Theodore Kushner's Chinese blocks

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From Ivanka Trump's Instagram account:

The best moment of the day!

A post shared by Ivanka Trump (@ivankatrump) on

Zooming in on the blocks…

From Javier C. Hernández, "The ‘Goddess’ Yi Wan Ka: Ivanka Trump Is a Hit in China" (NYT, 4/5/17):

While her father has threatened a trade war with China and criticized China’s efforts to build outposts in the South China Sea, Ms. Trump and her husband, Jared Kushner, have embarked on a charm offensive with the country.

It helps that her daughter, Arabella, speaks Chinese, which she began learning from her Chinese nanny. Ms. Trump and Arabella attended a Lunar New Year festival at the Chinese Embassy in Washington in February, an event broadcast on China’s prime-time news.

On Tuesday, two days before her father was to meet Mr. Xi, Ms. Trump posted a photo of her younger son, Theodore, playing with wooden blocks emblazoned with Chinese characters.

As for Theodore's sister, Arabella, learning Chinese, see:

"Trump's granddaughter recites Tang poems" (11/15/16)

What about the blocks that Theodore is playing with? I see that the numbers are accompanied by English translations, there are pictures matching the characters, there are stroke order buildups (e.g., the five strokes of tóu, tou 头 ["head"; noun suffix; measure word]), but I didn't notice any Pinyin.  Chinese children learn how to pronounce the characters via Pinyin, so it would be nice to have that on Theodore's blocks too.

[h.t. Ben Zimmer]



7 Comments

  1. Tony B said,

    April 6, 2017 @ 2:16 pm

    We have the same blocks for our son.

    https://www.amazon.com/Uncle-Goose-Chinese-Character-Blocks/dp/B002YMB5JM

  2. Victor Mair said,

    April 6, 2017 @ 5:05 pm

    @Tony B:

    In the photograph that you made available to us, the yellow blocks — rén 人 ("person") and shuǐ 水 ("water") — have English translations, whereas the red blocks — shān 山 ("mountain") and kǒu 口 ("mouth") — are without English translations. Still no Pinyin in evidence.

    Wait a minute! To the left of "person", I see what looks as though it is the upper part of a monkey, and beneath it half of an "ó" followed by a "u", which together must constitute half of "hóu", the Mandarin pronunciation of 猴 ("monkey"). So it looks as though they have put the Pinyin for each character beneath the pictures of the animals depicted on the blocks.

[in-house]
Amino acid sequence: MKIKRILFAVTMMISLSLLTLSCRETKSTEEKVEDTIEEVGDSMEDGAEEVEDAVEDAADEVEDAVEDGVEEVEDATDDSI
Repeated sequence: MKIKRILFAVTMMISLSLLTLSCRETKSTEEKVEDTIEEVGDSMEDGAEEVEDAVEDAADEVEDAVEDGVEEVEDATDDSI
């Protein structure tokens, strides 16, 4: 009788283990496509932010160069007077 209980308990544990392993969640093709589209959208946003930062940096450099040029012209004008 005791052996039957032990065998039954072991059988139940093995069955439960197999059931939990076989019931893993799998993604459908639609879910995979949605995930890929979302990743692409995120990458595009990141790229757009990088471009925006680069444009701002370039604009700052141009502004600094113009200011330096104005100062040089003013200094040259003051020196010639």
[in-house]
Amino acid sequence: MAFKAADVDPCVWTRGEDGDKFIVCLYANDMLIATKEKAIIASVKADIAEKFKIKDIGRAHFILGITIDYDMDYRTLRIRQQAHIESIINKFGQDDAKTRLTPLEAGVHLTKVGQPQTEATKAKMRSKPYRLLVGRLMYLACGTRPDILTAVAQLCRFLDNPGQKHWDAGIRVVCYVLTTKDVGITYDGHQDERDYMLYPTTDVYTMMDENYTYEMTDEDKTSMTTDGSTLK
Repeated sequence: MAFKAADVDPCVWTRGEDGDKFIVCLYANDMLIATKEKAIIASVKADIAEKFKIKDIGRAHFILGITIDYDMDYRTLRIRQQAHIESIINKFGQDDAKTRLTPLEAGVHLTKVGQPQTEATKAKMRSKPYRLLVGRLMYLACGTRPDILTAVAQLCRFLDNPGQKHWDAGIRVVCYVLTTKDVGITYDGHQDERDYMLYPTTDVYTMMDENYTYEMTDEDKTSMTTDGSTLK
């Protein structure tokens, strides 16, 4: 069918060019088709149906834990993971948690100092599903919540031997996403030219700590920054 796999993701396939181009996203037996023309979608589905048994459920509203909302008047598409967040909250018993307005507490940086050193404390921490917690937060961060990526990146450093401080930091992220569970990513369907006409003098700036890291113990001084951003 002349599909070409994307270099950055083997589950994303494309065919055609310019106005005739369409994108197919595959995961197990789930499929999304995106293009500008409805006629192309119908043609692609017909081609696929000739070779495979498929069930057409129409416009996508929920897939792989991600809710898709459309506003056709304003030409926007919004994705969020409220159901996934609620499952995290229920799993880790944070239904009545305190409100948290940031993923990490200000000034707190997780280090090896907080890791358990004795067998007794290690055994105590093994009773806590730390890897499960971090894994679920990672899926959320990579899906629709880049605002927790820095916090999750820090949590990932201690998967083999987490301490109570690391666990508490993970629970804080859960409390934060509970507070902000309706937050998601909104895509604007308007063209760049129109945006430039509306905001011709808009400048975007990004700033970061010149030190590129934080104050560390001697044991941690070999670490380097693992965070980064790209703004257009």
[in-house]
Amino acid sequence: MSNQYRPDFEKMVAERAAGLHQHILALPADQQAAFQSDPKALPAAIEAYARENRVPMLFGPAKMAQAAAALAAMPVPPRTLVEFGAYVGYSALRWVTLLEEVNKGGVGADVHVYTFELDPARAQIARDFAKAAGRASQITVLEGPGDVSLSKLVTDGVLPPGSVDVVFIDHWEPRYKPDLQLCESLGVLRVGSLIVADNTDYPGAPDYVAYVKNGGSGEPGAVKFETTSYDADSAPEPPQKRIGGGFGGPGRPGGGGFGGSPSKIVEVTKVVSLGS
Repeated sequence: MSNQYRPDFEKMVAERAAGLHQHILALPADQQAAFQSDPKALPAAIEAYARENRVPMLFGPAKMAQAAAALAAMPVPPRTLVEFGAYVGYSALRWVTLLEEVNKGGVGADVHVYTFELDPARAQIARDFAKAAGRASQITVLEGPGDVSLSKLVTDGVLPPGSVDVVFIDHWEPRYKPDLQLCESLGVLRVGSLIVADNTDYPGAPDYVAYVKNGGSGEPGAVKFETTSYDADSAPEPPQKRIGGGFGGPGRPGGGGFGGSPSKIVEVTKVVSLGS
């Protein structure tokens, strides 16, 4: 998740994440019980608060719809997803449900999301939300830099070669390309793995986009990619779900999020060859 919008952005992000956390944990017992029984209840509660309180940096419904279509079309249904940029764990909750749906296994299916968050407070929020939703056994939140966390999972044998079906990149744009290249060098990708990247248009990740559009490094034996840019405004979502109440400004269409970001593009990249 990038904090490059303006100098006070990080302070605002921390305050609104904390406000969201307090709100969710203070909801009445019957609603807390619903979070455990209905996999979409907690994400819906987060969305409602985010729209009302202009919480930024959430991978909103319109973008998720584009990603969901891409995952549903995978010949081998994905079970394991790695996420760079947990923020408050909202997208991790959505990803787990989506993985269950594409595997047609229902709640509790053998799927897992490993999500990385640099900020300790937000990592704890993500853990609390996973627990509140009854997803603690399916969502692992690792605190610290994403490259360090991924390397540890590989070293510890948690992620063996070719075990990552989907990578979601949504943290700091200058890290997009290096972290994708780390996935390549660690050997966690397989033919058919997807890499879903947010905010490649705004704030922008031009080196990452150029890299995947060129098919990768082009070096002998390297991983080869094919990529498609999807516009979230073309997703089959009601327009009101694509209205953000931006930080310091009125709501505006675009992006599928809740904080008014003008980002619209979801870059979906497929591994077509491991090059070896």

3. Tony B said,

    April 6, 2017 @ 5:53 pm

    Yeah, sorry, I should have mentioned that in my comment. One of the sides has the pinyin.

    The six sides to each cube are:
    1. Red character
    2. Yellow character plus English
    3. Number (Chinese character plus English)
    4. Dragon/map illustration
    5. Picture + pinyin
    6. Stroke order

    Pretty cool blocks actually. Can't claim credit for finding them, our son got them as a gift from one of our friends.

  4. Tony B said,

    April 6, 2017 @ 5:56 pm

    If you know what you are looking at you can actually see the picture+pinyin side of two of the blocks in Ivanka's post, that of the stone and snake blocks.

  5. Julia H said,

    April 7, 2017 @ 12:48 pm

    The company makes blocks for lots of other languages.
    https://unclegoose.com/categories/languages/
    We have the German ones for our daughter (who is still too young to get much out of them). They're really pretty. I could even imagine having them in my office as decoration.

  6. Peter T said,

    April 7, 2017 @ 2:26 pm

    What a cute name for daughter (Arabella). Sharing song for her daughter:
    Arabella ~ Arabela

  7. Philip Taylor said,

    April 16, 2017 @ 4:13 am

    Completely OT, but the first thing that struck me in the photograph is that the lady is wearing high-heeled shoes while reclining on a carpet (the inclusion of the handbag is also perhaps significant); I cannot help but feel that the entire thing was posed,

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